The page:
Sunday, April 14, 2019

Win In Your Mind And You’ll Win In Reality

Your mind is your superpower. At this year's 165th celebration of the Boat Race, 46-years young Olympian, James Cracknell returns to the Cambridge men's squad to pull at full pressure–proof that championship oarsmen never age. Well rowed all crews.

Tuesday, April 2, 2019

Into Monet's Garden At De Young San Francisco

Throughout Claude Monet's career, he remained dedicated to the close observation of nature and his elaborate garden. He spent great energy and expense studying horticulture, consulting with specialists, and commiserating with fellow plant enthusiasts. In his early days at the Pressoir, Monet tended the garden with his children; as his designs became more ambitious, he went on to employ eight gardeners. 

Monet's water-lily pond was the most important feature of his garden. Ensuring the crystalline quality of the water and the vibrancy of the lilies required one gardener to skim the pond's surface on a daily basis and dunk the lilies to remove the dust generated by the nearby road. Monet even went as far as to fund the paving of the surrounding roads to prevent dust from accumulating. The pond offered an ever changing reflective surface that captured the color of the lilies, the foliage of the adjacent weeping willows, and the changing effects of the clouds.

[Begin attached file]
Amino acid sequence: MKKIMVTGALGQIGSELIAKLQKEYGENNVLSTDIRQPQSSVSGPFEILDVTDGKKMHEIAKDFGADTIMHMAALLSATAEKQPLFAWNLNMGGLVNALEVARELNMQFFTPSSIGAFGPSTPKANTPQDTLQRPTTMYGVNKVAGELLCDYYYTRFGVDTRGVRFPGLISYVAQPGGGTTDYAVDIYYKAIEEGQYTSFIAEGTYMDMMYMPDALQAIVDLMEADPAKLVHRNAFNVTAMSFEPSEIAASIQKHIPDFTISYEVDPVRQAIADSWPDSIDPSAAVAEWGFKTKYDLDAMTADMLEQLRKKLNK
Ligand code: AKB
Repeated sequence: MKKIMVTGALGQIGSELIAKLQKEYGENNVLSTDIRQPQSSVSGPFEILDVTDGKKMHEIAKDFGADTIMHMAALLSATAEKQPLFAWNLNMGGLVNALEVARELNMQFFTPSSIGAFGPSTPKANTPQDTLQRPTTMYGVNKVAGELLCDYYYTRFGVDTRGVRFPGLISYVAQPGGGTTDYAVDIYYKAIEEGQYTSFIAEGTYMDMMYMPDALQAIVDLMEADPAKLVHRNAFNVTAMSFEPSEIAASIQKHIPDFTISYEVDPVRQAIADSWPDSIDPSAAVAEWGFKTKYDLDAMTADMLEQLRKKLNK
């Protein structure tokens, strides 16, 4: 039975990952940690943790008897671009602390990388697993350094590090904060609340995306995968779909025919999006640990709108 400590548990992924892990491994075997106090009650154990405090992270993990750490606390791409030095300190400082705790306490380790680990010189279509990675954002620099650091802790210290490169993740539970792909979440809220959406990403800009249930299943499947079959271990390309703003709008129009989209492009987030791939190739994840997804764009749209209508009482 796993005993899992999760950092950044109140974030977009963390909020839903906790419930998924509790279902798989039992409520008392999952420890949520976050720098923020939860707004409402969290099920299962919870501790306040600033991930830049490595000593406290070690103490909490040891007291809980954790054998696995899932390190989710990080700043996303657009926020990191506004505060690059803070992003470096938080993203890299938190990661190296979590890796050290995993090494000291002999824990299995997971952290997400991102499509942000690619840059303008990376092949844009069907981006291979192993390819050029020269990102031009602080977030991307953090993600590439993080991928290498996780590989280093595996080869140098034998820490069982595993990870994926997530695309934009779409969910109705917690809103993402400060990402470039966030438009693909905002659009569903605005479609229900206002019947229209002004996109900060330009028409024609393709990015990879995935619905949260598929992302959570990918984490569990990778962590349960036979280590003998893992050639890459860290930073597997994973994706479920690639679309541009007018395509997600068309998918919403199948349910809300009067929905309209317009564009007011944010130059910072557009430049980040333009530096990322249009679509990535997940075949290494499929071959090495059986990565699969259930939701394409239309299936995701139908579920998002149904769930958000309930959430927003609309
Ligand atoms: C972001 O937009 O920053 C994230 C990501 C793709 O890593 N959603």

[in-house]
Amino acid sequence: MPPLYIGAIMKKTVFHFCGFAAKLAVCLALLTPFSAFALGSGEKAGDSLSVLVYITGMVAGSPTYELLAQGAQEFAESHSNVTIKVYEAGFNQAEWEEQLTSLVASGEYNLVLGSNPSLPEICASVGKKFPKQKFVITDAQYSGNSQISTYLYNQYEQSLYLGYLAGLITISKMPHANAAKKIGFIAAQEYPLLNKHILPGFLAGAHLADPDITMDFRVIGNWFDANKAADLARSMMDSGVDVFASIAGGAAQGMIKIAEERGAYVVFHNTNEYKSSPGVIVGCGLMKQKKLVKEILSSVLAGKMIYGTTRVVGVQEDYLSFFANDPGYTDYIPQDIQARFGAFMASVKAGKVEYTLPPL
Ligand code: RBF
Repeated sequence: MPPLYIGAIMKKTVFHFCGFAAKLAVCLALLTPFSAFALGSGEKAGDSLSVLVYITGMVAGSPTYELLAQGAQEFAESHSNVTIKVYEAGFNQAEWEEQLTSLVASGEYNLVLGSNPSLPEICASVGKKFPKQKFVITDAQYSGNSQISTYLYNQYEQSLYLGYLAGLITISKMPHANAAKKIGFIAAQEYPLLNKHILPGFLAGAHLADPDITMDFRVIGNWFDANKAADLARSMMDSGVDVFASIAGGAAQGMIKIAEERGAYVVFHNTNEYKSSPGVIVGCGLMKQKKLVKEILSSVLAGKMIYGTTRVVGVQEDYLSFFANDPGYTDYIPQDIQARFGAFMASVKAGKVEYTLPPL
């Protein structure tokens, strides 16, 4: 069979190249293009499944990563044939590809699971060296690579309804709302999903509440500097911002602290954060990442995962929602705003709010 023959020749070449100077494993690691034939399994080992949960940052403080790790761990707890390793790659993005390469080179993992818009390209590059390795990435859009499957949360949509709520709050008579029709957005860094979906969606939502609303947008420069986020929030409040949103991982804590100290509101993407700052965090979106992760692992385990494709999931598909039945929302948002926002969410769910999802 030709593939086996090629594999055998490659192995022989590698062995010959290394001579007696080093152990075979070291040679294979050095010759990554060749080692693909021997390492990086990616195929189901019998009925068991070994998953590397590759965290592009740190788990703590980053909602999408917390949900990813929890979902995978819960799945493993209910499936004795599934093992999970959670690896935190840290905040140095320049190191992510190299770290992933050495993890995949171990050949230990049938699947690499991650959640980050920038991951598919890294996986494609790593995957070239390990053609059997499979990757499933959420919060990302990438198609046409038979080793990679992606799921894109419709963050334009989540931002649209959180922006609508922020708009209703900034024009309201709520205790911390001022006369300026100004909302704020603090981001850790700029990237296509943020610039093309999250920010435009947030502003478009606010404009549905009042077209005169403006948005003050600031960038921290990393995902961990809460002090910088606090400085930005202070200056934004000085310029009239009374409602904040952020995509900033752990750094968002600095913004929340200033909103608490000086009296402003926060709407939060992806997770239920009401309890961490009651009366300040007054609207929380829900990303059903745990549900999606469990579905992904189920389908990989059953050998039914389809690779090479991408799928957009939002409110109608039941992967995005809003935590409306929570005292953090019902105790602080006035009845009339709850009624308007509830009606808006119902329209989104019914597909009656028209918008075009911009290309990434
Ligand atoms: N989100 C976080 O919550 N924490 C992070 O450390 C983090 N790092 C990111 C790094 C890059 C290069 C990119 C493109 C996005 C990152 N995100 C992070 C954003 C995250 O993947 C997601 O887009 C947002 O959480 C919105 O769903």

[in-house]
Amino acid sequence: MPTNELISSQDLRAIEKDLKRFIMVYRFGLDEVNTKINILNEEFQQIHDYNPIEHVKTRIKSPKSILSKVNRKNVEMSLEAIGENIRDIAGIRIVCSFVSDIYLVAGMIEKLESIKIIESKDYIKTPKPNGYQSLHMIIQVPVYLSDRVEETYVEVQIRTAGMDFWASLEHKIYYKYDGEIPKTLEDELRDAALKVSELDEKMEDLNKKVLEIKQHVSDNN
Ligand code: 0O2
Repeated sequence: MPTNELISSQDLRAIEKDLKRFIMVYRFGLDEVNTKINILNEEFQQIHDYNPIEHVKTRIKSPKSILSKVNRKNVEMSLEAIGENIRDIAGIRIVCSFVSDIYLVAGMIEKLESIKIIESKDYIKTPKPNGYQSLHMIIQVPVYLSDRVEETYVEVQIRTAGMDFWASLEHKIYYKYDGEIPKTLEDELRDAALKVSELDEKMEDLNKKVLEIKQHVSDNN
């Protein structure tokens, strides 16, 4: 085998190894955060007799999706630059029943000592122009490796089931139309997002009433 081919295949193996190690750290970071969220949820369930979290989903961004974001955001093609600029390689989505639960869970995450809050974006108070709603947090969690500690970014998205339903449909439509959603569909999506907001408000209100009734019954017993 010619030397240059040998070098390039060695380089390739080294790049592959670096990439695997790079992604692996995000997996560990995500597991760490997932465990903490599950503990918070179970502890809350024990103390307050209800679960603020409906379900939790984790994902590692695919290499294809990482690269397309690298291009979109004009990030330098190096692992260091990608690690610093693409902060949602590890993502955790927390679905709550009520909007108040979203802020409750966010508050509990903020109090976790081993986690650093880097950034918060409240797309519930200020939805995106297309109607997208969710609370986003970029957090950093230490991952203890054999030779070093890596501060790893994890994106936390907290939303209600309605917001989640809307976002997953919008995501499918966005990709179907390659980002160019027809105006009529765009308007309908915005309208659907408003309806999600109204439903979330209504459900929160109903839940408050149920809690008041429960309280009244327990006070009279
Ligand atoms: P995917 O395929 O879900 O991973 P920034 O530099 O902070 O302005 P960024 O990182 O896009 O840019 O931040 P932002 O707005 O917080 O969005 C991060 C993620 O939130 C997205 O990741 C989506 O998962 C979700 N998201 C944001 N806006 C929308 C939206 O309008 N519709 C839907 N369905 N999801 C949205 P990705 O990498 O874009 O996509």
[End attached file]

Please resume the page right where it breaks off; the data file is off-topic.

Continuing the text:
In 1914, after his self-imposed two-year break from painting following the death of his second wife, Monet embarked on a new series of water-lily paintings. Marked by gestural brushwork and increasingly larger formats, these works are a bold departure. Many of these compositions lack horizon lines, resulting in often spatially disoriented views. On this same impressive scale, Monet also painted irises, dallies, and agapanthuses growing at the water's edge. All are viewable at the De Young in San Francisco till May 27th.